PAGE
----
While no one can question that Founding Father Thomas Jefferson stood for liberty, history proves that he exalted the right to life even higher. And even more than Jefferson stood for individual rights, he stood for equal rights for all. After all, one of the Founding Fathers’ main objections in the War for Independence was that the British did not treat the Americans as equal subjects.
Thomas Jefferson, in the Declaration of Independence, declared the famous words we so often take for granted:
We hold these truths to be self-evident, that all men are created equal, that they are endowed by their Creator with certain unalienable rights, that among these are life, liberty and the pursuit of happiness. That to secure these rights, governments are instituted among men, deriving their just powers from the consent of the governed.
Note that Jefferson affirmed that all men are created equal, not that some men are born equal. Jefferson and the other Founding Fathers knew that life was the chief right – given not by government, but by the God Who alone is more powerful than any man or government. Government, the Founders insisted, exists for the purpose of ensuring that the people are enabled to keep hold of their rights.
A free people [claim] their rights as derived from the laws of nature, and not as the gift of their chief magistrate.
Many of Jefferson’s quotes reveal his thoughts concerning issues that arise in the pro-life/pro-choice debate today. He believed that no man (or woman) has the right to commit violence on another and violate his equal right. He believed that laws should stop one person from destroying the equal right of another. This is the exact reasoning behind the pro-life view that a mother and an unborn child’s rights to life are equal and that both ought to be protected in law.
No man has a natural right to commit aggression on the equal rights of another, and this is all from which the laws ought to restrain him.
Jefferson heartily agreed that liberty, when rightly viewed, had to be limited by the equal rights of others. Otherwise, the rights of the innocent and the weak could easily be trampled upon by the law and by the strongest among us.
Of liberty I would say that, in the whole plenitude of its extent, it is unobstructed action according to our will. But rightful liberty is unobstructed action according to our will within limits drawn around us by the equal rights of others. I do not add “within the limits of the law,” because law is often but the tyrant’s will, and always so when it violates the right of an individual.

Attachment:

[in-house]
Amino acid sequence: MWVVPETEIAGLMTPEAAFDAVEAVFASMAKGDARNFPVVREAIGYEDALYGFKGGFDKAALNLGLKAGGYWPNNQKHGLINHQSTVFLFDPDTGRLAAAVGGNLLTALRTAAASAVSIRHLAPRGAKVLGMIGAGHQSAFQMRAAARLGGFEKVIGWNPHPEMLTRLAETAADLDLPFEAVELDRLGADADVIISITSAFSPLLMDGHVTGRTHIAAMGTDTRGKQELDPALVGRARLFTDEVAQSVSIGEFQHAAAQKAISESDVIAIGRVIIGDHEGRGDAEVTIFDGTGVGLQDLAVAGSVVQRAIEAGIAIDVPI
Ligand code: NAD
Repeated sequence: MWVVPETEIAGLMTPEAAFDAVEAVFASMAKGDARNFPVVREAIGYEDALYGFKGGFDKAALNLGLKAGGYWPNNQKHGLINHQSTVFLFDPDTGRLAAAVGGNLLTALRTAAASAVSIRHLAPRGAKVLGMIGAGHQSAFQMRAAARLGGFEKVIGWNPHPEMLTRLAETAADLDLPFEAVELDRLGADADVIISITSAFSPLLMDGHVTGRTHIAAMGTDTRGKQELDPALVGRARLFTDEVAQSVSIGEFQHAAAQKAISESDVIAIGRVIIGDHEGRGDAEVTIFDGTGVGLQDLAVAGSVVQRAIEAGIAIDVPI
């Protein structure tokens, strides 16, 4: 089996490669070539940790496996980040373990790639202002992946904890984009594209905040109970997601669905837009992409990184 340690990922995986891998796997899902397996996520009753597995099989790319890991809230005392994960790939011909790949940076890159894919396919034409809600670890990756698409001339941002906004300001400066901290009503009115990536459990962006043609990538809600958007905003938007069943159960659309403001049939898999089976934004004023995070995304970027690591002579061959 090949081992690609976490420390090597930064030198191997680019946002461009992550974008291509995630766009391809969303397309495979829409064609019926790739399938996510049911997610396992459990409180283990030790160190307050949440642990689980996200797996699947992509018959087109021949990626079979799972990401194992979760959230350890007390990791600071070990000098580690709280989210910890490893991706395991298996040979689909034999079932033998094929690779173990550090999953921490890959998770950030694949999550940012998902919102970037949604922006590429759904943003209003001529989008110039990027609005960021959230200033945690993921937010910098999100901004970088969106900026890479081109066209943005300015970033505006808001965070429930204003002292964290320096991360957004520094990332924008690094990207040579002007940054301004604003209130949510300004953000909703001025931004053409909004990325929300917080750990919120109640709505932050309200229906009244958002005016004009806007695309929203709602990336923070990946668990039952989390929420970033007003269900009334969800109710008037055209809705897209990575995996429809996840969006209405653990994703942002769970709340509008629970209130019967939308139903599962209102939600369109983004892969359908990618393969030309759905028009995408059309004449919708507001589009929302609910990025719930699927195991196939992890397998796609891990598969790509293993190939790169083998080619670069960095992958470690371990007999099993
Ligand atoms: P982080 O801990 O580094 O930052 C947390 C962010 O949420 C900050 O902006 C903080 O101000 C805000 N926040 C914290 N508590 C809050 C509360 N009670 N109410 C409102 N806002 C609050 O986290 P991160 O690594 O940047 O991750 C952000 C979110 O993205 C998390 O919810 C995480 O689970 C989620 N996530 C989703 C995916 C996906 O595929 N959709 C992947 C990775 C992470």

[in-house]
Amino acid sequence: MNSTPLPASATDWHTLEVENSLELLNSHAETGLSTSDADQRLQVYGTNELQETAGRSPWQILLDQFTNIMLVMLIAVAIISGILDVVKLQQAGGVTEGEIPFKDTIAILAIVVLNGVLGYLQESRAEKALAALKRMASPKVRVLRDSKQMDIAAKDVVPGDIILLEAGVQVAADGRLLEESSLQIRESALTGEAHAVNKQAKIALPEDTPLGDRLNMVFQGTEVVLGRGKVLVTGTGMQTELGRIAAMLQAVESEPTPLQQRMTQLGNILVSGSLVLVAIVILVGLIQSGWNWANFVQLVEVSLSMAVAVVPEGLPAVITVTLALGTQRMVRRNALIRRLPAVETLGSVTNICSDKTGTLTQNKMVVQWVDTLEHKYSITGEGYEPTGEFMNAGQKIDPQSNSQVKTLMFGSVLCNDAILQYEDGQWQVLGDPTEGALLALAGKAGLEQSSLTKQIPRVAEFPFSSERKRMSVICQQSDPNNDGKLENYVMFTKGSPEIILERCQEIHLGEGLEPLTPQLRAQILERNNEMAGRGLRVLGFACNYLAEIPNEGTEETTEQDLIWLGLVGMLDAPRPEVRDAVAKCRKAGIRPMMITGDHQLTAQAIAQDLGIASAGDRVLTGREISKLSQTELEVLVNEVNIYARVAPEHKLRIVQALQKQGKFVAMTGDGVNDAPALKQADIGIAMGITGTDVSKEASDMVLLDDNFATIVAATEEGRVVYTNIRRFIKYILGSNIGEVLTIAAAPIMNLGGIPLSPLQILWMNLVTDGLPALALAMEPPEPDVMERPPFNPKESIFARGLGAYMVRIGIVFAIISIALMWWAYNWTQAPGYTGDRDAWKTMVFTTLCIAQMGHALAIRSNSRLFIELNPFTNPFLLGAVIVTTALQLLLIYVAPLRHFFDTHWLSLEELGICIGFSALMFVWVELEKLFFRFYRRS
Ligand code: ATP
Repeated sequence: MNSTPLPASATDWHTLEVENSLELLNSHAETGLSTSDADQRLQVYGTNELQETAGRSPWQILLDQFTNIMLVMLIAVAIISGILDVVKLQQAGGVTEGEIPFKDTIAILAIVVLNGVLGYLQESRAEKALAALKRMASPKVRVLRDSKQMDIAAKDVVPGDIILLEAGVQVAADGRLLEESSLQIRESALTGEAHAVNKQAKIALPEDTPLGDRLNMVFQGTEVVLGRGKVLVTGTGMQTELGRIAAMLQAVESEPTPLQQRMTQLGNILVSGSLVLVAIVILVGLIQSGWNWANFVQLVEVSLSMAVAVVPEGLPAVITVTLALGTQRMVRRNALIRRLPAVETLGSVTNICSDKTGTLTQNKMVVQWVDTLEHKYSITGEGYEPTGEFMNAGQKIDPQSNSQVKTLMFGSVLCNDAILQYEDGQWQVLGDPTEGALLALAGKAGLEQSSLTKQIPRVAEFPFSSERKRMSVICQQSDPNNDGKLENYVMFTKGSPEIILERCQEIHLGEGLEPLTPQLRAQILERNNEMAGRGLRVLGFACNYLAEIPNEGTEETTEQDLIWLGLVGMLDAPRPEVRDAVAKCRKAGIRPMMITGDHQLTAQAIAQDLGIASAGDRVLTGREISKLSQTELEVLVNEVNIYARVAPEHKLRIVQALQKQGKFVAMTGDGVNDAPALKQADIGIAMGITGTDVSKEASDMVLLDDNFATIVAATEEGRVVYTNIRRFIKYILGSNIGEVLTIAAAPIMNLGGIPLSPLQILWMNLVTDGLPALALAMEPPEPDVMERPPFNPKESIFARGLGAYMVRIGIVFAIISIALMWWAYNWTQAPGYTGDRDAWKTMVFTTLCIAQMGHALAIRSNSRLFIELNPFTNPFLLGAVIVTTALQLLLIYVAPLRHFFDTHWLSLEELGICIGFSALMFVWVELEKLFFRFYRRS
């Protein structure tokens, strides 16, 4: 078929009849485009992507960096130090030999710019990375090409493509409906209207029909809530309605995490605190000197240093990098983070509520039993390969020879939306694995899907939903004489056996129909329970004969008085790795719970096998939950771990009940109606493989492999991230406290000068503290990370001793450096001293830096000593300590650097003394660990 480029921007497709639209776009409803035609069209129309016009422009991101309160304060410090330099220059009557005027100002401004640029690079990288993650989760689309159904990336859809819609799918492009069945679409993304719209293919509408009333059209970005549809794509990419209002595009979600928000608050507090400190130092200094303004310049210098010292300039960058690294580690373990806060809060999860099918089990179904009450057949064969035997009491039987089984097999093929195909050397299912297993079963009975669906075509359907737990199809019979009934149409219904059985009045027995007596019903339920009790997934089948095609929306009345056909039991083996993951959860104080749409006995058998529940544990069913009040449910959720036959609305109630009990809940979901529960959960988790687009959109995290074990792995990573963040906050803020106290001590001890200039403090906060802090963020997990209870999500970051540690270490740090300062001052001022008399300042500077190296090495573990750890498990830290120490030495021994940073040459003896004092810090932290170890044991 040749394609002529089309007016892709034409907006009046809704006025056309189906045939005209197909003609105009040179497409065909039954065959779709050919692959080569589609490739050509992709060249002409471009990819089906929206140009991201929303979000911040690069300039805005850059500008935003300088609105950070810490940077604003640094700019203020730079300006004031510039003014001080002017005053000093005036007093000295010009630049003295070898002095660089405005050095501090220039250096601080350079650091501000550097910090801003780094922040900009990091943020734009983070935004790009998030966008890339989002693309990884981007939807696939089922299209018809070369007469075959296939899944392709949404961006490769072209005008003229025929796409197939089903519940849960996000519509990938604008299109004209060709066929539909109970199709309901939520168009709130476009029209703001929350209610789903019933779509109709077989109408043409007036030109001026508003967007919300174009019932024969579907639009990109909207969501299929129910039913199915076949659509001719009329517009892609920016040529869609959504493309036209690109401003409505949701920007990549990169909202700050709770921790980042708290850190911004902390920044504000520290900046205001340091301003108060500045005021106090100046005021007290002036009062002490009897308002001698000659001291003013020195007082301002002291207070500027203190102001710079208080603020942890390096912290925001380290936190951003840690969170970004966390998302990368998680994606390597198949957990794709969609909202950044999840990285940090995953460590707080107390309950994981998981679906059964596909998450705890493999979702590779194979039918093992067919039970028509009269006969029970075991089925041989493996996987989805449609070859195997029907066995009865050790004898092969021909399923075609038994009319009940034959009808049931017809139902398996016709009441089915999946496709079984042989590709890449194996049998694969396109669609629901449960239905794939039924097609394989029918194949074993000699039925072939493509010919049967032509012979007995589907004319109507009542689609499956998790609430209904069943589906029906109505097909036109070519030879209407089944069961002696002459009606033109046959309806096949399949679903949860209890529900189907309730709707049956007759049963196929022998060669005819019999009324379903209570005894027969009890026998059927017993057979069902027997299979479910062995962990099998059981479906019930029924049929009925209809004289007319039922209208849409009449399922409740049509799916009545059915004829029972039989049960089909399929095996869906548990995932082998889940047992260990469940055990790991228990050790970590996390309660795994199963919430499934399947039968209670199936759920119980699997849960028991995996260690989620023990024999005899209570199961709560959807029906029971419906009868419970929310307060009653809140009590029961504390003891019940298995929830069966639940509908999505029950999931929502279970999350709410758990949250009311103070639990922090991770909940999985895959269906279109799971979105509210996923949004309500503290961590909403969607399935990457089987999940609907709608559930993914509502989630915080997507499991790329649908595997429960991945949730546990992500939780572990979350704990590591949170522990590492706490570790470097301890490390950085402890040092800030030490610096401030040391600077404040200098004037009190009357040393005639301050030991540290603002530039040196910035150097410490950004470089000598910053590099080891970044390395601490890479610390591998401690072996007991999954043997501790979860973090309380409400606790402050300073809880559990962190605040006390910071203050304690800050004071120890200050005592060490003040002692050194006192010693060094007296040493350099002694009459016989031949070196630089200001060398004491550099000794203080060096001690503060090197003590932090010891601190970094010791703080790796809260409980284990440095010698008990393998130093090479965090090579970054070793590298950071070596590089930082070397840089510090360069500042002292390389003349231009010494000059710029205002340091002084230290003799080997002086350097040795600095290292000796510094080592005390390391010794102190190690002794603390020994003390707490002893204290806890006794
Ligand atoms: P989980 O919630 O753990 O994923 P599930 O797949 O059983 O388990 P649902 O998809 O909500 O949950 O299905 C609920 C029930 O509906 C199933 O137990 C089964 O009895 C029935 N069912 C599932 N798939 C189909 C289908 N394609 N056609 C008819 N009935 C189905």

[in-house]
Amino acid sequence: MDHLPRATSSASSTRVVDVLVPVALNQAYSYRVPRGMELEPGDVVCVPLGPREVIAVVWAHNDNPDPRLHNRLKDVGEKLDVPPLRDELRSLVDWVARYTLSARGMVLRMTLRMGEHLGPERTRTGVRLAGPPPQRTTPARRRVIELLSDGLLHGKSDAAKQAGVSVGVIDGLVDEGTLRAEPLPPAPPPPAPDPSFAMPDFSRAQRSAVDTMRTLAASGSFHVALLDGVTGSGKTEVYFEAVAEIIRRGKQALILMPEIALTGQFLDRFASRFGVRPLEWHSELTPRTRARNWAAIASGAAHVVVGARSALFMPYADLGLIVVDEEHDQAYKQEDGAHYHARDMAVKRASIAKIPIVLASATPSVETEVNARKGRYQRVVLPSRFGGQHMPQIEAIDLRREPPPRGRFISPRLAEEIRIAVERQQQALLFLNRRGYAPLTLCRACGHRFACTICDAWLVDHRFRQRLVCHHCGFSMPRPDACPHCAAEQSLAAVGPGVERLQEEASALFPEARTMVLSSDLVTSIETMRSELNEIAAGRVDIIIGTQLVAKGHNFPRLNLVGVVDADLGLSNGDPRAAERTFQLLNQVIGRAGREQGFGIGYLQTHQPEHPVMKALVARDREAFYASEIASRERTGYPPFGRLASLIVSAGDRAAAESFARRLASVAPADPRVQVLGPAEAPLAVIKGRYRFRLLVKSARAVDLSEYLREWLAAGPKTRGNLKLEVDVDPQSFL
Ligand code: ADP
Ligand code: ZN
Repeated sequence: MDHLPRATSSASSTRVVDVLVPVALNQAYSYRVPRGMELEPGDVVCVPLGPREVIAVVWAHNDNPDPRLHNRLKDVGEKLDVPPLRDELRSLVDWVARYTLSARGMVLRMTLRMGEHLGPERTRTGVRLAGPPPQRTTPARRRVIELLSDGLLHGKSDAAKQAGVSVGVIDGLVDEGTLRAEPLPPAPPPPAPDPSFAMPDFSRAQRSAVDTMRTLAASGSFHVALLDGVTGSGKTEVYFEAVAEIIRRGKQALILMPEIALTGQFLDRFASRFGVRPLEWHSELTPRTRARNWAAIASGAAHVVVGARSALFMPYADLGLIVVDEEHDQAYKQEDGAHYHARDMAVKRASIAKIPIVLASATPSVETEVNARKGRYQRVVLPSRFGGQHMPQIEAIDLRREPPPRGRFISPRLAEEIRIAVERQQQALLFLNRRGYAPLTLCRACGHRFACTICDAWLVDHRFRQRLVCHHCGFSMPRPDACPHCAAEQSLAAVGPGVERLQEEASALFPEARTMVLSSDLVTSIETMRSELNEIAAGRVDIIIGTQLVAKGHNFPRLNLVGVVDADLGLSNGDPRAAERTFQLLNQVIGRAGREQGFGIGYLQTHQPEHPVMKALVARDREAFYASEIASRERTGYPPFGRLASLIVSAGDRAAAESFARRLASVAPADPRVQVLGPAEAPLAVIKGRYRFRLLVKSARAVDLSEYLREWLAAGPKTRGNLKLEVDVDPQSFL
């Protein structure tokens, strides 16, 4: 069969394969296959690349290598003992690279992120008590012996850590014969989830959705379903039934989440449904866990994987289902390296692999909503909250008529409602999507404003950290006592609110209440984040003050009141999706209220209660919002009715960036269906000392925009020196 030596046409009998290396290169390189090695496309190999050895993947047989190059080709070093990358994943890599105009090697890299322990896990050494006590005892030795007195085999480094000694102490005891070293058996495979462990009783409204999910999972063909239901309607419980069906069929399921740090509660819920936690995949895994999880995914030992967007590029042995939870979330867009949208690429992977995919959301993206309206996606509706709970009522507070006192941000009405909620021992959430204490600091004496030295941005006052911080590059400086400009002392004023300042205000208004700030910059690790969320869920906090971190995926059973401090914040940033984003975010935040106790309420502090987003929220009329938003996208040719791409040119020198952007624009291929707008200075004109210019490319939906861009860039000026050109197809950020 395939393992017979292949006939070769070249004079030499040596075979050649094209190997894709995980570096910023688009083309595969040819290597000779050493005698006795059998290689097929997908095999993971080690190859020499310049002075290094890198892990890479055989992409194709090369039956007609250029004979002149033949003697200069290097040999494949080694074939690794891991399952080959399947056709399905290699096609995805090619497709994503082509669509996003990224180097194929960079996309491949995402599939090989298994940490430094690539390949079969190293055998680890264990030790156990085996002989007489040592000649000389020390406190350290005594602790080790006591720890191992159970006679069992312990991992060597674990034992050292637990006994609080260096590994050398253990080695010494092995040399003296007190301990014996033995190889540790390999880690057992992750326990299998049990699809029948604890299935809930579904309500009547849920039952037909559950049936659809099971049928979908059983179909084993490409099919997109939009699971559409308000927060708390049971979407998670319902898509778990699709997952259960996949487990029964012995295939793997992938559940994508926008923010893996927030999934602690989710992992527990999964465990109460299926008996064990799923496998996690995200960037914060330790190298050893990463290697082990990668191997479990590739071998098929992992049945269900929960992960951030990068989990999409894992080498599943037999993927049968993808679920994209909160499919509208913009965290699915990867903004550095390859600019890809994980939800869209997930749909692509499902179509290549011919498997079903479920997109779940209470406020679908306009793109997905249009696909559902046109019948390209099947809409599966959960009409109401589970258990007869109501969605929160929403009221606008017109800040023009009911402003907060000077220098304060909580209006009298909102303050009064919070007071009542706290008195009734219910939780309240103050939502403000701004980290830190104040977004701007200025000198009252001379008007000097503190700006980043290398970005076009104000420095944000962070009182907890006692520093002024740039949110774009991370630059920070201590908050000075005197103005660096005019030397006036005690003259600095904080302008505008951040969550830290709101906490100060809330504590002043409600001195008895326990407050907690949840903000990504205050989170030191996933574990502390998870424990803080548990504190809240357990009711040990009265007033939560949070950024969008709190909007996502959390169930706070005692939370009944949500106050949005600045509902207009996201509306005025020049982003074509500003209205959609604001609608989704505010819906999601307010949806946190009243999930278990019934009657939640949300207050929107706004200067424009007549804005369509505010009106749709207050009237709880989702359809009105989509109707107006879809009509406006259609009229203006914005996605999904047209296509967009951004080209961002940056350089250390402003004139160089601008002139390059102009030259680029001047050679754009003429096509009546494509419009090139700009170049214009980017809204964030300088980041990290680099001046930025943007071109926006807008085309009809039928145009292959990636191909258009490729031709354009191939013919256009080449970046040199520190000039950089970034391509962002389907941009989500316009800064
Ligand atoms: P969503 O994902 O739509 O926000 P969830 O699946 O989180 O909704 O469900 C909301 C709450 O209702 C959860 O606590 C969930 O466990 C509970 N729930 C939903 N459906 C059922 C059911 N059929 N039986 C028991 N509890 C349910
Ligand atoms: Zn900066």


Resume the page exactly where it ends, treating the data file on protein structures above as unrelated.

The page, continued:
It is also clear that Jefferson would have completely discarded the view that a woman’s happiness is centered on imposing her own will on her child – even when that means the innocent child’s death.
I have never been able to conceive how any rational being could propose happiness to himself from the exercise of power over others.
Interestingly, Thomas Jefferson might have gone so far as to say that the current ObamaCare mandate – which requires that the public pay for women’s abortions and abortion pills – is “sinful” and “tyrannical.”
To compel a man to furnish funds for the propagation of ideas he disbelieves and abhors is sinful and tyrannical.
Regardless of any controversy that some may believe arises out of Jefferson’s ideas, one thing is beyond a doubt: Thomas Jefferson did his part to build our nation on the undeniable principle that the right to life is above any other right that a person may claim. Above all other things government ought to do, it ought to protect life. Without that protection, everything else ceases to matter.
The first duty of government is the protection of life, not its destruction. The chief purpose of government is to protect life. Abandon that and you have abandoned all.
History proves that Thomas Jefferson believed in the Christian God – Who he believed was mighty above all else. And he knew in his heart that the God he served was just.
I tremble for my country when I reflect that God is just.
In the end, justice always wins, no matter how long it takes people to realize it. Jefferson knew this over 200 years ago, and we would do well to remember it today.